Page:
Skip to main content Skip to navigation


Welcome to our MINERvA Warwick page! MINERvA, short for Main INjector ExpeRiment for v-A, is a fascinating experiment at Fermilab. It's all about studying how tiny particles called neutrinos interact with the nuclei of atoms, especially in the energy range known as GeV.

Academics: Dr Steve Boyd, Dr Xianguo Lu
Students: Mr Komninos-John Plows

MINERvA Detector

The MINERvA collaboration celebrated the completion of the neutrino detector’s construction in 2010 by signing the last plane installed. Photo: Reidar Hahn

What We're Discovering

Our goal is to understand the dance between two branches of physics—hadronic and nuclear—and to measure what's going on inside atomic nuclei. This knowledge is crucial for understanding neutrinos and will help with future experiments involving these elusive particles.

Interesting Findings

We've been busy analysing data, and our results show that neutrino interactions are quite complex. This challenges a lot of the ideas scientists had before.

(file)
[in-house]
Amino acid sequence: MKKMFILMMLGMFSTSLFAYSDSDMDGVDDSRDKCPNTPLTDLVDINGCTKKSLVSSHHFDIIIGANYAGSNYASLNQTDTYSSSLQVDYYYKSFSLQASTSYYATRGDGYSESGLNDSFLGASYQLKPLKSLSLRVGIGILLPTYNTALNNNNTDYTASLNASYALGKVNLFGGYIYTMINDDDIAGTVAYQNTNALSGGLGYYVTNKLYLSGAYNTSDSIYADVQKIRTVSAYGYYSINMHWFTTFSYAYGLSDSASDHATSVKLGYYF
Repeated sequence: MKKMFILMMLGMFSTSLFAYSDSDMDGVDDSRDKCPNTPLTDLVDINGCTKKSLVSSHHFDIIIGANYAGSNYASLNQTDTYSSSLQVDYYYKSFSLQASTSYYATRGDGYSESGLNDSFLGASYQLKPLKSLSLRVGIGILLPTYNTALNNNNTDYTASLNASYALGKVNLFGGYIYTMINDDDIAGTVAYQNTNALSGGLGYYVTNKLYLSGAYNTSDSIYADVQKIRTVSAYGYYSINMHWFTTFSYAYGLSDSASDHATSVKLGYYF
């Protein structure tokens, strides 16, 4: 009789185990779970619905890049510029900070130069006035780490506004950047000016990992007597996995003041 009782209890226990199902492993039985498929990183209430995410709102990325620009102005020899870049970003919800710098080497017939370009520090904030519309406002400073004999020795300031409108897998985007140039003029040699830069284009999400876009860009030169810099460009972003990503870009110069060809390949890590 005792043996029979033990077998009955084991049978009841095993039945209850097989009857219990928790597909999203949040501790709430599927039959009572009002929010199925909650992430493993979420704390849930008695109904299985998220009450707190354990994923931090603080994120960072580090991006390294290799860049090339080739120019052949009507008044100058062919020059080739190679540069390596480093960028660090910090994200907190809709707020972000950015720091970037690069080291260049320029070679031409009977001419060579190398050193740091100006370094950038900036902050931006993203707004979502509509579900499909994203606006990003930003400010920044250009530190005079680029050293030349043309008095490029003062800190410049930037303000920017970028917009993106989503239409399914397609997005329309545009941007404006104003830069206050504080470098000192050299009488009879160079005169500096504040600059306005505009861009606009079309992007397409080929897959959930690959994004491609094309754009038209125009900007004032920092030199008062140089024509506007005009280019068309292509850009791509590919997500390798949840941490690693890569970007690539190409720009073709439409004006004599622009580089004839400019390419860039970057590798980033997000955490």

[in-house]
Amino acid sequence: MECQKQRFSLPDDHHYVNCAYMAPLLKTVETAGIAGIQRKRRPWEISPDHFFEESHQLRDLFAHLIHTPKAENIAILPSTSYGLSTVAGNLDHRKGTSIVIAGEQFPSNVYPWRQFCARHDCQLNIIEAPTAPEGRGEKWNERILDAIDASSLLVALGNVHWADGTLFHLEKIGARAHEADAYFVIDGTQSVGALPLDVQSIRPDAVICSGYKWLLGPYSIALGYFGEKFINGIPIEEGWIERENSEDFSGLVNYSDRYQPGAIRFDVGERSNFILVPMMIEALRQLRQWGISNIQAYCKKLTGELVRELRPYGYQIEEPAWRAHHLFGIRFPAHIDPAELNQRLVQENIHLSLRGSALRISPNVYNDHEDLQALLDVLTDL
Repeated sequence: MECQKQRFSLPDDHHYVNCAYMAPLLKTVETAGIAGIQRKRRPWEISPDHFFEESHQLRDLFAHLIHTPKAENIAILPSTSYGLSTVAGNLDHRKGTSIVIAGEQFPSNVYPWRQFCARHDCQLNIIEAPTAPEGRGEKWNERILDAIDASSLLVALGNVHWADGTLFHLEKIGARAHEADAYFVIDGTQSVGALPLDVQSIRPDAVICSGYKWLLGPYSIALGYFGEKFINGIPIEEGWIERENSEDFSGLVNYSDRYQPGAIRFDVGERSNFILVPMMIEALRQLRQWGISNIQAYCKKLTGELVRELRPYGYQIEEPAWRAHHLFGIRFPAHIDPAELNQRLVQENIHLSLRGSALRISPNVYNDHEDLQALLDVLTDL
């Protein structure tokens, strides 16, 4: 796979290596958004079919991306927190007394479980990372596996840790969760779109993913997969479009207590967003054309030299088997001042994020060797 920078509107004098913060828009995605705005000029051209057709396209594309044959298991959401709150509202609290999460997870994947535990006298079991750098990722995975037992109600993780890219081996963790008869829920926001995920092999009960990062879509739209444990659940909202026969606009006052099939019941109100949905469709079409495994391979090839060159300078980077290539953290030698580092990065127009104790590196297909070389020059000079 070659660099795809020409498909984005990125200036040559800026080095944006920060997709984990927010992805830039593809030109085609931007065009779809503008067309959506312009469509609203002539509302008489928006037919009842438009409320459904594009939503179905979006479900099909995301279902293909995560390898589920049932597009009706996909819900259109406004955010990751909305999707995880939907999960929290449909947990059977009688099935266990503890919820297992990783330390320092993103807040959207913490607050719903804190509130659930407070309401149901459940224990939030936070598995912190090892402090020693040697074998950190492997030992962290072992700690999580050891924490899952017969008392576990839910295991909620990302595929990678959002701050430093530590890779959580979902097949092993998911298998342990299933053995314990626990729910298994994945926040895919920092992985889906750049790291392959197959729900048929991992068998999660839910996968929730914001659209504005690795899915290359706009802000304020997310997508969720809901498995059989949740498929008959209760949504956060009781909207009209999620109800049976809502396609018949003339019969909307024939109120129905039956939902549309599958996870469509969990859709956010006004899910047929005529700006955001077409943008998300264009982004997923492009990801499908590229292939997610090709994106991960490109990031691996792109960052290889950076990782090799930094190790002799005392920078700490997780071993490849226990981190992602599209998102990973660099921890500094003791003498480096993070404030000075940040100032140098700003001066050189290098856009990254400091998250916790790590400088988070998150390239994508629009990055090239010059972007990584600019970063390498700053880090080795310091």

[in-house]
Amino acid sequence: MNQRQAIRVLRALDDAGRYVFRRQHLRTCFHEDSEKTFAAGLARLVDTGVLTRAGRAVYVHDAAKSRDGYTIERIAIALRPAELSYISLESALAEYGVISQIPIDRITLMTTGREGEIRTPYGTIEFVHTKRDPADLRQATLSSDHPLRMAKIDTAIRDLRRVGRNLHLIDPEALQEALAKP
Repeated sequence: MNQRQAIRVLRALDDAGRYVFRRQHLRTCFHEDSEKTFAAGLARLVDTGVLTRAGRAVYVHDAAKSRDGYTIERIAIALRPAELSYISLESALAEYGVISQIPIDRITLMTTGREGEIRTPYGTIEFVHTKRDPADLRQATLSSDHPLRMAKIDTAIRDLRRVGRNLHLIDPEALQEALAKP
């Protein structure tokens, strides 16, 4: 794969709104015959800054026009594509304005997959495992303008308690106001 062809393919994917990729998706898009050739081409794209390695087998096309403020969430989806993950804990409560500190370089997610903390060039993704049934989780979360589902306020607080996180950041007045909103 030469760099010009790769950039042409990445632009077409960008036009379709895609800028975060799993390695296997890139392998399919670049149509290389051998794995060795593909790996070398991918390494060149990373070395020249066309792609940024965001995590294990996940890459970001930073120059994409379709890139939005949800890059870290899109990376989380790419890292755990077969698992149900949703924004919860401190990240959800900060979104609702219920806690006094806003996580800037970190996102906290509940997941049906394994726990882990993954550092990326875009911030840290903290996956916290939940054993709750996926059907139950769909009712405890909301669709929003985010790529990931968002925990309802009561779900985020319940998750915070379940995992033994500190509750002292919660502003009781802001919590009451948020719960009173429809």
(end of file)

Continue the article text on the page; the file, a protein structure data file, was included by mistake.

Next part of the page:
MINERvA has looked closely at data from low-energy neutrinos, where the energy peaks around 3 GeV (that's a measure of energy in physics), with most of the action happening between 1-6 GeV (see review article). We've also wrapped up a phase using medium-energy neutrinos, peaking at 6 GeV. In this phase, we received a whopping 12×1020 protons on target (that's a lot!) in both neutrino and antineutrino modes. This allows us to measure neutrino interactions with unprecedented precision.

UK Team Contribution

Our MINERvA team in the UK started in Oxford in 2016 and expanded to Warwick in 2021. We're proud to lead in the measurement of something called transverse kinematic imbalance (TKI) in neutrino-nucleus interactions. Some highlights of our work are explained in articles like Phys. Rev. D 102, 072007 (2020), Phys. Rev. D 101, 092001 (2020), and Phys. Rev. Lett. 121, 022504 (2018).

Meet Dr. Xianguo Lu

Dr. Lu coordinated the analysis for working groups and the collaboration from 2018 to 2023 and was part of several committees. His understanding extends to exclusive neutrino interactions, with his notable contribution being the creation of TKI, along with expertise in data analysis.

Feel free to reach out if you have any questions!